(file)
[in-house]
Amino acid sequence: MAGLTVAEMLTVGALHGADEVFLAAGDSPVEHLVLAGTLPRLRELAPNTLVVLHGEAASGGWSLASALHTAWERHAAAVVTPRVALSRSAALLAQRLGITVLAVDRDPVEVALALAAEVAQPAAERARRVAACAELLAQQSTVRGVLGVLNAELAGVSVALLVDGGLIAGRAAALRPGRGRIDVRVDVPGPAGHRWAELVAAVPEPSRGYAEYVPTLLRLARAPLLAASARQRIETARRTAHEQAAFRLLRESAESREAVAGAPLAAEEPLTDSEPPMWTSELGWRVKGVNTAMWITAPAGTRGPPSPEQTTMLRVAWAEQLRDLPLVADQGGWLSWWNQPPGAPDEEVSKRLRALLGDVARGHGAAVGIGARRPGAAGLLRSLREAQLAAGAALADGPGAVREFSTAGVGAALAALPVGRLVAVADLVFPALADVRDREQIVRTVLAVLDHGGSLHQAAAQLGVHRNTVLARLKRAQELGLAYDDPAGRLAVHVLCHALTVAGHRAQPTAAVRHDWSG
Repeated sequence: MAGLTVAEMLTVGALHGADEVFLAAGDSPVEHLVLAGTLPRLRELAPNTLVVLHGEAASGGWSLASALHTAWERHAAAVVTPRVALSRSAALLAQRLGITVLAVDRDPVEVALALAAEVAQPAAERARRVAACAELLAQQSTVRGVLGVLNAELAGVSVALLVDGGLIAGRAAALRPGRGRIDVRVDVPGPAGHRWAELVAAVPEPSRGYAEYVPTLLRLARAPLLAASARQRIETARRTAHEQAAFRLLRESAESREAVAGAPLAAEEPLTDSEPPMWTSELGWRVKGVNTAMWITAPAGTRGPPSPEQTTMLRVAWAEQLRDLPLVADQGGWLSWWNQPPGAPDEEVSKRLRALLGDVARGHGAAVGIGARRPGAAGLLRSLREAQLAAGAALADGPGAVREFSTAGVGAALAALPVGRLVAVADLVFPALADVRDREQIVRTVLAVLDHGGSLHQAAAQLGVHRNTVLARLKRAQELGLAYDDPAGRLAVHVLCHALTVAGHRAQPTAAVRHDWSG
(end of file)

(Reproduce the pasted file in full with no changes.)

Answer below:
[in-house]
Amino acid sequence: MAGLTVAEMLTVGALHGADEVFLAAGDSPVEHLVLAGTLPRLRELAPNTLVVLHGEAASGGWSLASALHTAWERHAAAVVTPRVALSRSAALLAQRLGITVLAVDRDPVEVALALAAEVAQPAAERARRVAACAELLAQQSTVRGVLGVLNAELAGVSVALLVDGGLIAGRAAALRPGRGRIDVRVDVPGPAGHRWAELVAAVPEPSRGYAEYVPTLLRLARAPLLAASARQRIETARRTAHEQAAFRLLRESAESREAVAGAPLAAEEPLTDSEPPMWTSELGWRVKGVNTAMWITAPAGTRGPPSPEQTTMLRVAWAEQLRDLPLVADQGGWLSWWNQPPGAPDEEVSKRLRALLGDVARGHGAAVGIGARRPGAAGLLRSLREAQLAAGAALADGPGAVREFSTAGVGAALAALPVGRLVAVADLVFPALADVRDREQIVRTVLAVLDHGGSLHQAAAQLGVHRNTVLARLKRAQELGLAYDDPAGRLAVHVLCHALTVAGHRAQPTAAVRHDWSG
Repeated sequence: MAGLTVAEMLTVGALHGADEVFLAAGDSPVEHLVLAGTLPRLRELAPNTLVVLHGEAASGGWSLASALHTAWERHAAAVVTPRVALSRSAALLAQRLGITVLAVDRDPVEVALALAAEVAQPAAERARRVAACAELLAQQSTVRGVLGVLNAELAGVSVALLVDGGLIAGRAAALRPGRGRIDVRVDVPGPAGHRWAELVAAVPEPSRGYAEYVPTLLRLARAPLLAASARQRIETARRTAHEQAAFRLLRESAESREAVAGAPLAAEEPLTDSEPPMWTSELGWRVKGVNTAMWITAPAGTRGPPSPEQTTMLRVAWAEQLRDLPLVADQGGWLSWWNQPPGAPDEEVSKRLRALLGDVARGHGAAVGIGARRPGAAGLLRSLREAQLAAGAALADGPGAVREFSTAGVGAALAALPVGRLVAVADLVFPALADVRDREQIVRTVLAVLDHGGSLHQAAAQLGVHRNTVLARLKRAQELGLAYDDPAGRLAVHVLCHALTVAGHRAQPTAAVRHDWSG